...were told to imagine themselves at a party at which a same-sex student carelessly spills a drink on them without apologizing. They were asked to rate (on a 7-point Likert scale) the likelihood of engaging in eight aggressive behaviors toward this person.

And a second one,

in which a friend offers, but then carelessly fails, to deliver an important package to the post office, resulting in the loss of a job for the participant. Three items measured willingness to forgive, forget, and help the friend in the future (e.g., how likely would you be forgive your friend)

They were also asked about their "willingness to conserve water when taking showers", their "willingness to sign up immediately after the survey to package personal hygiene items for distribution to natural disaster victims", and their "willingness to ship blankets to natural disaster victims in Israel" (a religious outgroup).

Unfortunately the researchers don't reveal whether Catholics or Protestants were the most angry or forgiving. But they do say that the Catholic responses were basically the same regardless of the kind of god they had been shown.

Among the Protestants, however, it was a different matter.

Protestants shown an authoritarian god were more aggressive and less altruistic (see graphic). On the other hand, showing the benevolent god, or spiritual images, to Protestants seemed to make them more forgiving.

This is one of only a few studies to use religious imagery to provoke a psychological response, so the fact that Catholics and Protestant responded differently is very interesting. The authors suspect that the difference occurred because Catholics are regularly exposed to such imagery, and so they may have become somewhat immune to it.

They do also point out that, because there were fewer Catholics in their study, the power to detect an effect was lower - they may have just lucked out. And they float the suggestion that maybe other images would maybe have more effect on Catholics - images of the Virgin Mary, for example (that's what was used in a 2008 study of religiously-inspired pain relief in Catholics).

In other studies they showed that people who hold beliefs about a vengeful god were also more aggressive towards offenders, and that those who held beliefs about a loving god were more forgiving. Interestingly, these beliefs were independent - so a single person could hold both beliefs and be simultaneously more aggressive and more forgiving, depending on the scenario.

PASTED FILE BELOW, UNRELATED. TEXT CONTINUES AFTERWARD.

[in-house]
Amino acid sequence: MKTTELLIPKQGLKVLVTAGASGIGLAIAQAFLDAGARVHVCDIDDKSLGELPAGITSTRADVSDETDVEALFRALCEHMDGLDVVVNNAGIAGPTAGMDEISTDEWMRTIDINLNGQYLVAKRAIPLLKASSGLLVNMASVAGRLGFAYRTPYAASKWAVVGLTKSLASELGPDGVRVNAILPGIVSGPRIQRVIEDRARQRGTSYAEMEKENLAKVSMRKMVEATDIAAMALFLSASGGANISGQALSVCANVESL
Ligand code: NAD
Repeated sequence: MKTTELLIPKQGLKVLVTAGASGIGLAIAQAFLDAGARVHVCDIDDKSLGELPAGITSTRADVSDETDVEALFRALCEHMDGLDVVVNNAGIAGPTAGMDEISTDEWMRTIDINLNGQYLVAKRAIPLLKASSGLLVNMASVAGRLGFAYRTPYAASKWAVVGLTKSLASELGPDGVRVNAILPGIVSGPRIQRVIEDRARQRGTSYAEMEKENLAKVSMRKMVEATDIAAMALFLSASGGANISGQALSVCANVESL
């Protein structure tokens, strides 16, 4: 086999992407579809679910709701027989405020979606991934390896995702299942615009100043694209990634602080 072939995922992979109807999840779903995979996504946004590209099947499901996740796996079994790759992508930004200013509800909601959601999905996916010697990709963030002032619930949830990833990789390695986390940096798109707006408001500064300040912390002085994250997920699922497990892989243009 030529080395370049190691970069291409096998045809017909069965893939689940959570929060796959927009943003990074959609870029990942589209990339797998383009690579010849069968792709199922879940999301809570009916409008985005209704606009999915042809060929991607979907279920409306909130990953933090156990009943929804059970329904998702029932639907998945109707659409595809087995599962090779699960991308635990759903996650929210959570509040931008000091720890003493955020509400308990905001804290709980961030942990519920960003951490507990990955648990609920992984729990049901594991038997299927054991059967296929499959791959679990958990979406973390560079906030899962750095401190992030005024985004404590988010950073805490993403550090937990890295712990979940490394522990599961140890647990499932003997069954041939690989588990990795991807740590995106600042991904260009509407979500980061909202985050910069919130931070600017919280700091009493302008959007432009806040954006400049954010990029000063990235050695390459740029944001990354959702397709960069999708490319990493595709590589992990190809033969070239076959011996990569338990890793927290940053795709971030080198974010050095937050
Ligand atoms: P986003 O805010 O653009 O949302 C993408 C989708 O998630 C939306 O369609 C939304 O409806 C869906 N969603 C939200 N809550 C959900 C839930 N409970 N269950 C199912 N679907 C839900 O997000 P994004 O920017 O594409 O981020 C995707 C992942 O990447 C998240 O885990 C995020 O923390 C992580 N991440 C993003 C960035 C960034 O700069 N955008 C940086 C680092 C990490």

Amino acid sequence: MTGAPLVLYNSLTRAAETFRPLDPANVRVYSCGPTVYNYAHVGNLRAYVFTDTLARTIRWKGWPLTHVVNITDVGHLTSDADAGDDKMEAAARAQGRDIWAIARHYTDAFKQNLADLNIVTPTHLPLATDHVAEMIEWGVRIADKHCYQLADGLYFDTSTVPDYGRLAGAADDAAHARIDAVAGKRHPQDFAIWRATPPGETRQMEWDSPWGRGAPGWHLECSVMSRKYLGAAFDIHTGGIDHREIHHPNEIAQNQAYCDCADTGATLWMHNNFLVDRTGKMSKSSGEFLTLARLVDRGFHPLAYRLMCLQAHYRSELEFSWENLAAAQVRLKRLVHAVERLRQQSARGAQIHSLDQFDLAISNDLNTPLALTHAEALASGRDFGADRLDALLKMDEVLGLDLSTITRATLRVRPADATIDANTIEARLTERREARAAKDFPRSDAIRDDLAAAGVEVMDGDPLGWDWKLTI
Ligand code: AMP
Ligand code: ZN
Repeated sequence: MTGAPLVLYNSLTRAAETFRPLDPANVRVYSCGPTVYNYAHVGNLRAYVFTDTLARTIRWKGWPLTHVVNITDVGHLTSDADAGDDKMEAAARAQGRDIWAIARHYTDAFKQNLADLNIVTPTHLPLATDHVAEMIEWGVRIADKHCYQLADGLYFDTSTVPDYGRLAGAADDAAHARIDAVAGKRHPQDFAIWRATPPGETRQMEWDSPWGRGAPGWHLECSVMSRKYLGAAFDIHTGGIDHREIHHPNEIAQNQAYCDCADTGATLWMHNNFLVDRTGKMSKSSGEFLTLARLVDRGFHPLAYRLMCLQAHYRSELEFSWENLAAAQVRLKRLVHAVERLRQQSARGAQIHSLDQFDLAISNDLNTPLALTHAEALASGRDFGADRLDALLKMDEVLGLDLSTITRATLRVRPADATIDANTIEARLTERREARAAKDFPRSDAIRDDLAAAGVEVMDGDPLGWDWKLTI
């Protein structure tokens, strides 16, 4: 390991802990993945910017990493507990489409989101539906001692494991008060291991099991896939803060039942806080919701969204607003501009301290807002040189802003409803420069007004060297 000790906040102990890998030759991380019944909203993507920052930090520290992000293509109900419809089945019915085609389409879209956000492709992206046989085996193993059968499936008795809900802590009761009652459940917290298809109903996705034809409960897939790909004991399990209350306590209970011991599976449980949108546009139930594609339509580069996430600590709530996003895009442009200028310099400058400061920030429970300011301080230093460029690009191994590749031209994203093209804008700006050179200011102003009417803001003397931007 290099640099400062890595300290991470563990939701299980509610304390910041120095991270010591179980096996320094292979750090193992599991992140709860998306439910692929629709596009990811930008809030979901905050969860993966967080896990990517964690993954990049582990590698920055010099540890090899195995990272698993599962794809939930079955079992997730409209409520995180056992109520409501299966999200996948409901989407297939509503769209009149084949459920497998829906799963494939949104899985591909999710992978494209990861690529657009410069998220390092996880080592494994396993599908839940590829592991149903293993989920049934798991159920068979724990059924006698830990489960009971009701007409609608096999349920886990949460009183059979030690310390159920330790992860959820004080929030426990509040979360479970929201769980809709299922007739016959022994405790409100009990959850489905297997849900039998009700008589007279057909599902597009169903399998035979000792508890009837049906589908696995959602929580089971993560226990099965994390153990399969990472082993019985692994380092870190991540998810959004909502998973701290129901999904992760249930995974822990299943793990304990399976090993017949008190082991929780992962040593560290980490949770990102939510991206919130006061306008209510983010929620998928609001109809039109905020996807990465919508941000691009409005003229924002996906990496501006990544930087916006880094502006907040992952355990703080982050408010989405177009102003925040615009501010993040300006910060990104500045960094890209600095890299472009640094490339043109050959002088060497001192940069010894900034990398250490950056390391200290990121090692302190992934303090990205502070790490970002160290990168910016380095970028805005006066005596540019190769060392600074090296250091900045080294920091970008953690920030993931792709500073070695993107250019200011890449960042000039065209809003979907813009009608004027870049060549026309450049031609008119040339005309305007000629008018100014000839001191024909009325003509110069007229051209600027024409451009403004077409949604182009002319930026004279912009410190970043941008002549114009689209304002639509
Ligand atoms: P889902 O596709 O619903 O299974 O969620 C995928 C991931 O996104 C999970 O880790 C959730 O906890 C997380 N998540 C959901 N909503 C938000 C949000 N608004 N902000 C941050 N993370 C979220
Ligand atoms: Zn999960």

So, coming back to the original point, regarding cause and effect. Well, it seems that for Protestants at least, yes - the particular kind of god they believe in seems to be fairly easily manipulated!
Johnson, K., Li, Y., Cohen, A., & Okun, M. (2013). Friends in high places: The influence of authoritarian and benevolent god-concepts on social attitudes and behaviors. Psychology of Religion and Spirituality, 5 (1), 15-22 DOI: 10.1037/a0030138

Creative Commons License This article by Tom Rees was first published on Epiphenom. It is licensed under Creative Commons.

Calvinists can wait, but Catholics live for the moment

OK, here's the deal. I'll give you £5 right now - but if you can wait till next week, I'll give you £6. Which offer would you take?

It's the sort of dilemma that mirrors a host of real life problems, and how people react to questions like this reflects their approaches to these challenges. It's called temporal discounting.

Researchers in Rome, Bologna and Leiden ran these kinds of tests on 40 Dutch Calvinists and 49 Italian Catholics. Ninety Atheists from both countries formed the control group.

What they found is shown in the graphic on the right.

Atheists, on the left, showed pretty much the same rate of temporal discounting whether they were Italian or Dutch.

The Dutch Calvinists, however, showed low temporal discounting, while the Italian Catholics showed high temporal discounting.

That means that the Calvinists were more likely than the Catholics to say that they were prepared to wait for a larger reward. The Catholics were more likely to take the money and run.

Now, they did find that Italians as a group tended towards high temporal discounting, but that this didn't explain the difference between the two religious groups (because the atheists from the two countries were so similar).

The authors reckon this is probably something to do with the differences in religious teachings. They point out that both Catholic and Protestant teaching encourage asceticism, but Protestantism only teaches against immediate enjoyment and consumption - not against long-term accumulation.

More interesting to consider is the Calvinist doctrine of predestination. Calvinists believe that our fate is already decided, and therefore our actions are not so much the cause of our afterlife fate, but rather should be taken as evidence of God's pre-planned fate for us.

Because there is no hope of 'forgiveness' in this way of thinking, Calvinists are going to be strongly motivated not to slip up even once. They write:

The protestant view of predestination gives a strong reason to behave virtuously not only in general but also in the specific context of intertemporal decision making: insofar as the short-term option is conceived as a form of impulsive self-indulgence, whereas the long-term alternative is seen as indicative of moral fibre and self control, Calvinists will have a much stronger incentive to opt for the latter than Catholics, thus showing lower time discount rates